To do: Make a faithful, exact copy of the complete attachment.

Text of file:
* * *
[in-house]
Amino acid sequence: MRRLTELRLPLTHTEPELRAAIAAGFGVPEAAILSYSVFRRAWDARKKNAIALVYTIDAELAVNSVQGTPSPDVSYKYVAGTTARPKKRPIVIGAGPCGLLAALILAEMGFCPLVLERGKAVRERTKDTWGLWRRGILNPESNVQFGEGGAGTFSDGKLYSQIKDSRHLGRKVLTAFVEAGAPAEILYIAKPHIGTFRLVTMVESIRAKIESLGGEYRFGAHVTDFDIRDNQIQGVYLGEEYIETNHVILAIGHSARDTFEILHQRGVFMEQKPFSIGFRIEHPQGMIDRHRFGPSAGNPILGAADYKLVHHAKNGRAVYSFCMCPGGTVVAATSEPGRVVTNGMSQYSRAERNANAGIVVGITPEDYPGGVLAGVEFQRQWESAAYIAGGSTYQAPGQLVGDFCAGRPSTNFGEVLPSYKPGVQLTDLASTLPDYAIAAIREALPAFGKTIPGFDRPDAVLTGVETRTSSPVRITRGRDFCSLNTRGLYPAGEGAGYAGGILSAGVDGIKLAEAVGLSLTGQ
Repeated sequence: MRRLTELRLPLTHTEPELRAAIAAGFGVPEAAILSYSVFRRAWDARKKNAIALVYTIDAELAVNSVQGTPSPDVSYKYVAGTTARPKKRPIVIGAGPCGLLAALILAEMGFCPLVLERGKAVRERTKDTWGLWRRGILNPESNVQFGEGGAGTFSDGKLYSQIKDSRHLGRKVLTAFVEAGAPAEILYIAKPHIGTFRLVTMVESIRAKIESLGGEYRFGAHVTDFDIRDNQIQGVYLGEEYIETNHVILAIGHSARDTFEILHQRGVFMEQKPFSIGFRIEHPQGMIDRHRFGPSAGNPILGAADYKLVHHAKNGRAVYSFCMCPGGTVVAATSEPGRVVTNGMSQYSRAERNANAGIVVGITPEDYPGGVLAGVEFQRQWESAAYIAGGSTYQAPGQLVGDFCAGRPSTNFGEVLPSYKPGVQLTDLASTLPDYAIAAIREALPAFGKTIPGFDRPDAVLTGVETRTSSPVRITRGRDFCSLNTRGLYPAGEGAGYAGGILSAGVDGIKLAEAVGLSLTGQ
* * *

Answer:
[in-house]
Amino acid sequence: MRRLTELRLPLTHTEPELRAAIAAGFGVPEAAILSYSVFRRAWDARKKNAIALVYTIDAELAVNSVQGTPSPDVSYKYVAGTTARPKKRPIVIGAGPCGLLAALILAEMGFCPLVLERGKAVRERTKDTWGLWRRGILNPESNVQFGEGGAGTFSDGKLYSQIKDSRHLGRKVLTAFVEAGAPAEILYIAKPHIGTFRLVTMVESIRAKIESLGGEYRFGAHVTDFDIRDNQIQGVYLGEEYIETNHVILAIGHSARDTFEILHQRGVFMEQKPFSIGFRIEHPQGMIDRHRFGPSAGNPILGAADYKLVHHAKNGRAVYSFCMCPGGTVVAATSEPGRVVTNGMSQYSRAERNANAGIVVGITPEDYPGGVLAGVEFQRQWESAAYIAGGSTYQAPGQLVGDFCAGRPSTNFGEVLPSYKPGVQLTDLASTLPDYAIAAIREALPAFGKTIPGFDRPDAVLTGVETRTSSPVRITRGRDFCSLNTRGLYPAGEGAGYAGGILSAGVDGIKLAEAVGLSLTGQ
Repeated sequence: MRRLTELRLPLTHTEPELRAAIAAGFGVPEAAILSYSVFRRAWDARKKNAIALVYTIDAELAVNSVQGTPSPDVSYKYVAGTTARPKKRPIVIGAGPCGLLAALILAEMGFCPLVLERGKAVRERTKDTWGLWRRGILNPESNVQFGEGGAGTFSDGKLYSQIKDSRHLGRKVLTAFVEAGAPAEILYIAKPHIGTFRLVTMVESIRAKIESLGGEYRFGAHVTDFDIRDNQIQGVYLGEEYIETNHVILAIGHSARDTFEILHQRGVFMEQKPFSIGFRIEHPQGMIDRHRFGPSAGNPILGAADYKLVHHAKNGRAVYSFCMCPGGTVVAATSEPGRVVTNGMSQYSRAERNANAGIVVGITPEDYPGGVLAGVEFQRQWESAAYIAGGSTYQAPGQLVGDFCAGRPSTNFGEVLPSYKPGVQLTDLASTLPDYAIAAIREALPAFGKTIPGFDRPDAVLTGVETRTSSPVRITRGRDFCSLNTRGLYPAGEGAGYAGGILSAGVDGIKLAEAVGLSLTGQ